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As It Is - China Seeks Help to Find Oil, Gas in South China Sea

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中英对照

China Seeks Help to Find Oil, Gas in South China Sea
04/20, 2016

Construction is shown on Fiery Cross Reef, in the Spratly Islands, the disputed South China Sea in this March 9, 2017, satellite image released by the CSIS Asia Maritime Transparency Initiative at the Center for Strategic and International Studies (CSI
Construction is shown on Fiery Cross Reef, in the Spratly Islands, the disputed South China Sea in this March 9, 2017, satellite image released by the CSIS Asia Maritime Transparency Initiative at the Center for Strategic and International Studies (CSI

The Chinese government is looking to foreign businesses to help find oil and natural gas under the South China Sea.

Yet China expects to meet resistance because other countries dispute Chinese territorial claims to much of the sea. In addition, observers say any oil and gas discoveries might not be very profitable.

Last week, China’s state-operated China National Offshore Oil Corporation made an appeal for foreign help. The company said it wants to work with foreign businesses in exploring for fossil fuels in 22 areas south of the country’s coastline.

When combined, that represents more than 47,000 square kilometers of territory. The governments in Taiwan and Vietnam also claim those waters. Vietnam has been outspoken about its claims since the 1970s.

Foreign oil companies are now studying the Chinese offer, which closes in September. Experts say the companies may be worried that any work they do for China could hurt their ability to work for other countries. And they say the companies may also be worried that any oil or gas they find could be claimed by China’s neighbors.

Thomas Pugh works for the Capital Economics research service in London. He says if foreign companies start working with “China and Chinese firms, they could risk not being allowed to work with other countries…who are disputing ownership of the area.”

Raymond Wu is the managing director of e-telligence, a Taipei-based service that specializes in political risk. He also notes that any oil and gas discoveries could be claimed by other countries.

“The other contestant parties do not accept that China has sovereign claims,” Wu said. He noted that foreign companies must face, in his words, “not only the difficulty or uncertainty of finding oil, but who does the oil belong to? I don’t see many investors willing to get into it at this point.”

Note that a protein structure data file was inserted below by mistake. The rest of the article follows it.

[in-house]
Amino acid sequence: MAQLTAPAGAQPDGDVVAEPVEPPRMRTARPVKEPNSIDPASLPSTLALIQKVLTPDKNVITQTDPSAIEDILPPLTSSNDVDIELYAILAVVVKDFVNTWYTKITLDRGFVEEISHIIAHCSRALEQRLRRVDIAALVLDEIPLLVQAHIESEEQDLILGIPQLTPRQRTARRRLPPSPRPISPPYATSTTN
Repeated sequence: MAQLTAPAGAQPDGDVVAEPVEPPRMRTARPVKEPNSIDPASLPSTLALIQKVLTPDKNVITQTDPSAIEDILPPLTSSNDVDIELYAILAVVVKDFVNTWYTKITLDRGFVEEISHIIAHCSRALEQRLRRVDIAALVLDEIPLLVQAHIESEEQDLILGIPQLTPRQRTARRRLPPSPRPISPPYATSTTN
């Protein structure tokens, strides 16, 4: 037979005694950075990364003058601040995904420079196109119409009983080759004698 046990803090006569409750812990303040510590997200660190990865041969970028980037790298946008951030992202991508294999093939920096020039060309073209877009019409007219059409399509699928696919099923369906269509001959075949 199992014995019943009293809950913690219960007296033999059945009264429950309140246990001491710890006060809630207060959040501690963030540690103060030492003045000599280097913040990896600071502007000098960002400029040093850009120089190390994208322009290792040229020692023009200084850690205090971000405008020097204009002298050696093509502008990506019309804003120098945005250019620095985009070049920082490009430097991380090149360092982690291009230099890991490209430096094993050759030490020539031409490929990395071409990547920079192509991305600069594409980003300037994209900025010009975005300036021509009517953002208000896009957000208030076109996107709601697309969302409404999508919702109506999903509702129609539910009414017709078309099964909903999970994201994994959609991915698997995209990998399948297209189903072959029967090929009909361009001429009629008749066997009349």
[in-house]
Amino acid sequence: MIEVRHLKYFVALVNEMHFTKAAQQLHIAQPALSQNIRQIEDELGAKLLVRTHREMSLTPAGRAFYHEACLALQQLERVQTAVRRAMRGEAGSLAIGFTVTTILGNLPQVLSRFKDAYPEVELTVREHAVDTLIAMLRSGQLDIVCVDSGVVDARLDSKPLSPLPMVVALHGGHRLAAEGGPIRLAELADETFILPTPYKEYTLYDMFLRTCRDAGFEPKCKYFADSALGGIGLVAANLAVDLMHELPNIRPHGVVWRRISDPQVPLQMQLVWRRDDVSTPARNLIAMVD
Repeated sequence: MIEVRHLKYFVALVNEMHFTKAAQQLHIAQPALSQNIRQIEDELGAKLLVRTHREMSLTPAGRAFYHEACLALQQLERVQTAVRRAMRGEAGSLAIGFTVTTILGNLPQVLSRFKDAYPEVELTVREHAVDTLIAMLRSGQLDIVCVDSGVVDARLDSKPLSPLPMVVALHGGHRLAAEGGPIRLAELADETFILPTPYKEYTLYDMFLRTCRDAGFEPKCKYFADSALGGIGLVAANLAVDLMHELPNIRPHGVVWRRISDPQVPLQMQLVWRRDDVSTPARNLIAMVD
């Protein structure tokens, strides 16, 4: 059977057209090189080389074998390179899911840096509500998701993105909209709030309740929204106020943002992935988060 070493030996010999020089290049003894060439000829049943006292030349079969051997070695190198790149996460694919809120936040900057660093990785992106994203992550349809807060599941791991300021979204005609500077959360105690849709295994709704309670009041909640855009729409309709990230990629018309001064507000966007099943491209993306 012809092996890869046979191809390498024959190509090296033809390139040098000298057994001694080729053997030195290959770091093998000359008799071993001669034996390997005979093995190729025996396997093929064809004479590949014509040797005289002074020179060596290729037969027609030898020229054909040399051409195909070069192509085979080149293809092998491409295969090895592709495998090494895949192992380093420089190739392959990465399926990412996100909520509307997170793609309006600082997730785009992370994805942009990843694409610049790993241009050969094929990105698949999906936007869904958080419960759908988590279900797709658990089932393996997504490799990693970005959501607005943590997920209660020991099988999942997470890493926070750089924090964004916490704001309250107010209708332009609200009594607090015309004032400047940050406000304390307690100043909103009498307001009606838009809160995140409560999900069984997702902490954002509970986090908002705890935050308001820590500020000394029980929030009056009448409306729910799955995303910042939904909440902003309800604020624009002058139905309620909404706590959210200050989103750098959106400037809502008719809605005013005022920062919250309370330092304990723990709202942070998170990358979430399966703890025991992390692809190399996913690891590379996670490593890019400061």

In May 2014, Vietnamese and Chinese boats sailed into each other near the Gulf of Tonkin, after China deployed oil drilling equipment in the area.

Brunei, Malaysia and the Philippines have been worried about Chinese attempts to increase control over about 95 percent of the 3.5 million-square-kilometer sea. Over the past 10 years, Chinese crews have been creating islands for military aircraft and radar systems.

Companies need costly equipment to search for oil and gas, and it is not clear how much of it they will find.

Zhao Xijun is the deputy chief of the School of Finance at Renmin University of China. He says the China National Offshore Oil Corporation (CNOOC) is working to lessen the risk of exploration by working with foreign companies.

“The first thing is that risk is pretty high and second, the technical requirements are rather high,” Zhao said. “So perhaps the organizations or companies able to participate in this project would face a certain hurdle.”

Experts say falling oil prices would limit the value of any undersea discoveries. World oil prices have fallen from more than $100 per barrel in 2013 to about half that.

The United States Energy Information Administration estimates there are about 11 billion barrels of oil under the sea and 190 trillion cubic feet of natural gas.

Over 40 years ago, the Philippines began searching for oil west of Palawan Island, at Reed Bank. In 1984, a Philippine company discovered an oil field in the area. It now supplies 15 percent of the oil used in the Philippines.

Malaysia has found about five-billion barrels of oil and 80 trillion cubic feet of natural gas, more than any other country with territorial claims to the South China Sea.

I’m Caty Weaver.

Ralph Jennings in Taiwan reported on this story for VOANews.com. Christopher Jones-Cruise adapted his report for Learning English. George Grow was the editor.

We want to hear from you. Write to us in the Comments Section, or visit our Facebook page.

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Words in This Story

fossil fuel – n. a fuel (such as coal, oil or natural gas) that is formed in the earth from dead plants or animals

outspoken – adj. talking in a free and honest way about your opinions

allow – v. to permit (someone) to have or do something

contestant – n. opposing parties; a person who takes part in a contest

sovereign – adj. having independent authority and the right to govern itself

hurdle – n. something that makes an achievement difficult

barrel – n. the amount of something in a barrel

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